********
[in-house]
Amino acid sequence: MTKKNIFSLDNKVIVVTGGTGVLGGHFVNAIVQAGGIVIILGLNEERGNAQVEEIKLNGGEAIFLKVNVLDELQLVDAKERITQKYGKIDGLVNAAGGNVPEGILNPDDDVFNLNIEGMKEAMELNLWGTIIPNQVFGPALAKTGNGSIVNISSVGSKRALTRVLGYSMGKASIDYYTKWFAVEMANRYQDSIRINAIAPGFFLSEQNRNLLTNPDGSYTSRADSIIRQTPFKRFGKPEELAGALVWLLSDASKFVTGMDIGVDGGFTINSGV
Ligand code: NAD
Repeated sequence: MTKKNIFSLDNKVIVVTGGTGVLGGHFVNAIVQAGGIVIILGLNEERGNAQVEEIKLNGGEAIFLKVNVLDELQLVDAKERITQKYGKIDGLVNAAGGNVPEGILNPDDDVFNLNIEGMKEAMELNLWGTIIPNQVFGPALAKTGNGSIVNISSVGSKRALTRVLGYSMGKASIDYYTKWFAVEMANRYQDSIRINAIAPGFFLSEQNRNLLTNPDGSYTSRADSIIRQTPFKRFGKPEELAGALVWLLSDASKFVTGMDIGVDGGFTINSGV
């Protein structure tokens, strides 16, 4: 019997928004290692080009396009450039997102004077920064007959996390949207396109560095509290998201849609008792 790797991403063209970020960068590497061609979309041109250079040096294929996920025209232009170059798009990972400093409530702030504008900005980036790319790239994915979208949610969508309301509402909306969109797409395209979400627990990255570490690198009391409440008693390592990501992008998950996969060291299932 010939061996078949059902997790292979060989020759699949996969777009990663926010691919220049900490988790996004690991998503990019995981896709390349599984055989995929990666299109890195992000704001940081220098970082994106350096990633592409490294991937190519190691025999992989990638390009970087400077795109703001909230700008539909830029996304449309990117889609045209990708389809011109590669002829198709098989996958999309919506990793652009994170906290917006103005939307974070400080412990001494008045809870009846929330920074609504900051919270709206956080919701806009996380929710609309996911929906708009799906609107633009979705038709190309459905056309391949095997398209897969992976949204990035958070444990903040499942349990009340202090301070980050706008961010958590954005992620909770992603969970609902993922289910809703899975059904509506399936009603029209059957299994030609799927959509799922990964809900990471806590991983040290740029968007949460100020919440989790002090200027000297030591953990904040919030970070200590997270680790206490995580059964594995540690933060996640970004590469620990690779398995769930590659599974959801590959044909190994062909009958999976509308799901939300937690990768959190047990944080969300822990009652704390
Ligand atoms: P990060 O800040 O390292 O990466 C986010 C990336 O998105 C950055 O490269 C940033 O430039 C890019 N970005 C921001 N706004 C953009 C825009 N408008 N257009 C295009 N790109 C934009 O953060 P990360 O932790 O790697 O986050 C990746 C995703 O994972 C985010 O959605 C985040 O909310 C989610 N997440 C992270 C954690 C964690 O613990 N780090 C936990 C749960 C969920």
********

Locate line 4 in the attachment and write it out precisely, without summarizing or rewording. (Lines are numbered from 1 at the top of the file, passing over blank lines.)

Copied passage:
Repeated sequence: MTKKNIFSLDNKVIVVTGGTGVLGGHFVNAIVQAGGIVIILGLNEERGNAQVEEIKLNGGEAIFLKVNVLDELQLVDAKERITQKYGKIDGLVNAAGGNVPEGILNPDDDVFNLNIEGMKEAMELNLWGTIIPNQVFGPALAKTGNGSIVNISSVGSKRALTRVLGYSMGKASIDYYTKWFAVEMANRYQDSIRINAIAPGFFLSEQNRNLLTNPDGSYTSRADSIIRQTPFKRFGKPEELAGALVWLLSDASKFVTGMDIGVDGGFTINSGV